There is a small number of offenders who burden the system. My advice to the commissioner has been to deal with those administratively, so that he can address the more legitimate complaints in a more expeditious manner.
    The commissioner also feels that it would alleviate pressures in terms of time and resources and would reaffirm the commitment of the Correctional Service of Canada to a fair, impartial, and expeditious complaint and grievance process, as mandated by law when he's referring to the bill itself. Would you agree or disagree with that, then?
    Clearly, the commissioner and I disagree on whether a legislative change is required to do that. I think that's already implicit in the law as it's written.
    Mr. Zinger, I think you made a remark, and excuse me, if it wasn't you, then it was Mr. Sapers. Do you recall saying that—
    Quickly. You have 30 seconds.
    —if this legislation went through, wardens may make review decisions essentially to placate staff and have it overruled. Do you have any examples of wardens currently making review decisions simply to placate their staff and alleviate the burden of decision-making?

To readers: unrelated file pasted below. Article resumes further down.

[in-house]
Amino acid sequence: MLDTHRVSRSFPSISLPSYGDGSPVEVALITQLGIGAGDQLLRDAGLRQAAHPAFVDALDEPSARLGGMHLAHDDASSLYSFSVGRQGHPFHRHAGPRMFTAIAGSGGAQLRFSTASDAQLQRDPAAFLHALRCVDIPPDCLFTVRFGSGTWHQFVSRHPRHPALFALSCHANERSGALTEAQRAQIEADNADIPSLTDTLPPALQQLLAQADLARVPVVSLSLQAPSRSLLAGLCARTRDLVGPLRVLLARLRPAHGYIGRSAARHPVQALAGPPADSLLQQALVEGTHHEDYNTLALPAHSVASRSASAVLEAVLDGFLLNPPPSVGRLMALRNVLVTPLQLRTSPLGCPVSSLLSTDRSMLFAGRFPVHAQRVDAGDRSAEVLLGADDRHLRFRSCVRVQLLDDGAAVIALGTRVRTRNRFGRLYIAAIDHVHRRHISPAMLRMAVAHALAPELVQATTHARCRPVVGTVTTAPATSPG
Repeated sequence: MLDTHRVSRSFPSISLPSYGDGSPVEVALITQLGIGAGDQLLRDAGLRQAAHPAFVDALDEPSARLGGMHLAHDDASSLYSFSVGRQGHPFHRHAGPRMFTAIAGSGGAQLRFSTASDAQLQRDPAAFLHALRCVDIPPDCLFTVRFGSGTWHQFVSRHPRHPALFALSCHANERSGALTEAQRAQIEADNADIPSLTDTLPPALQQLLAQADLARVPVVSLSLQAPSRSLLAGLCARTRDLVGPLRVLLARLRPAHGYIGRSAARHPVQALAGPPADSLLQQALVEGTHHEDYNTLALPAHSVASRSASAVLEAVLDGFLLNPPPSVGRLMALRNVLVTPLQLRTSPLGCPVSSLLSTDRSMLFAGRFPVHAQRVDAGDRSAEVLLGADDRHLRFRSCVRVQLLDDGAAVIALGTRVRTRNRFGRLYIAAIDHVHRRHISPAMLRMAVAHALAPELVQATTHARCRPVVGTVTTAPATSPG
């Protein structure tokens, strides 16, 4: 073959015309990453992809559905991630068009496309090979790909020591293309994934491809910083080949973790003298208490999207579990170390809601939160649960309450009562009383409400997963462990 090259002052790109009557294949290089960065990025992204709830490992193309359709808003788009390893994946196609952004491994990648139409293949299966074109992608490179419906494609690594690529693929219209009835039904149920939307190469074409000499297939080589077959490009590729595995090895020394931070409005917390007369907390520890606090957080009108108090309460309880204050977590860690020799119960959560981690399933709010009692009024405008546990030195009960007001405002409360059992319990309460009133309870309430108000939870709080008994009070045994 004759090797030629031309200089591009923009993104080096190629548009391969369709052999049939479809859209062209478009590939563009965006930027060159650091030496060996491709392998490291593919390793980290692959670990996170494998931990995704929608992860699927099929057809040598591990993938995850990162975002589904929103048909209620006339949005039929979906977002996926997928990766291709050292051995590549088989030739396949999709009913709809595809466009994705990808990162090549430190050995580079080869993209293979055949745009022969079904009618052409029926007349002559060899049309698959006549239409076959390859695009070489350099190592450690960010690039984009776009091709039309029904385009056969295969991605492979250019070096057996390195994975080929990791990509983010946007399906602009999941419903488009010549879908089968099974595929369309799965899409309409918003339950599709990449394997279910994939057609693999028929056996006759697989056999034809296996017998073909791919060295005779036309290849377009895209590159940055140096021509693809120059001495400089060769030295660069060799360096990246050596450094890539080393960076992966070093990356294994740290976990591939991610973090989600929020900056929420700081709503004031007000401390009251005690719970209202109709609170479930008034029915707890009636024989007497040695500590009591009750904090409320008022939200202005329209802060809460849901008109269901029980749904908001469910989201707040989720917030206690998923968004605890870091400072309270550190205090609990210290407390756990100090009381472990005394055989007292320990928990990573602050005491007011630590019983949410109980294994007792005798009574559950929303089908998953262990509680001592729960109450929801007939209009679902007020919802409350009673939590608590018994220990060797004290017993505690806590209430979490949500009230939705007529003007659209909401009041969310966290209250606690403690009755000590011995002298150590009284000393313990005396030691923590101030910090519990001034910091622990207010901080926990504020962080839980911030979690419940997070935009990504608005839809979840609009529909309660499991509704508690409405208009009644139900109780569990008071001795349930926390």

Yes, it was my comment, and yes, I do. Probably the best evidence I can share with you is simply to look at the number of complaints that are then upheld at the third or the national level once they have been denied at the regional level. We often will find that as complaints move through the chain, it's really headquarters that will finally take a stand and apply a more firm policy lens to the complaint.
    Thank you, Mr. Sapers.
    We'll now move to Mr. Scarpaleggia, please, for seven minutes.
    Thank you, Mr. Chair.
    Welcome back, Mr. Sapers and Dr. Zinger. It's nice to see you again. You've shed a lot of light on this process, I believe, because it does seem very complex and it's hard to get, I find anyway, a real grip on it.
    As I understand it, the advantage you have really is that, first of all, and correct me if I'm wrong.... When I say the advantage, I mean the advantage you have in terms of dealing properly with complaints is that it is what you do full time, whereas I imagine in a correctional facility setting, the person dealing with the complaint, that's not his core or her core business, if you will. It's actually probably an annoyance to them in some way and they'd rather just get it out of the way, deny the complaint, let it be appealed to go to a higher level, and just get on with the work of managing the facility. So there's that, I think. Would you agree that this is one of the distinctions?
    I think that's a fair characterization. It is, in fact, our business. Correctional officers' primary business may be something else; it may be security or it may be something else, yes.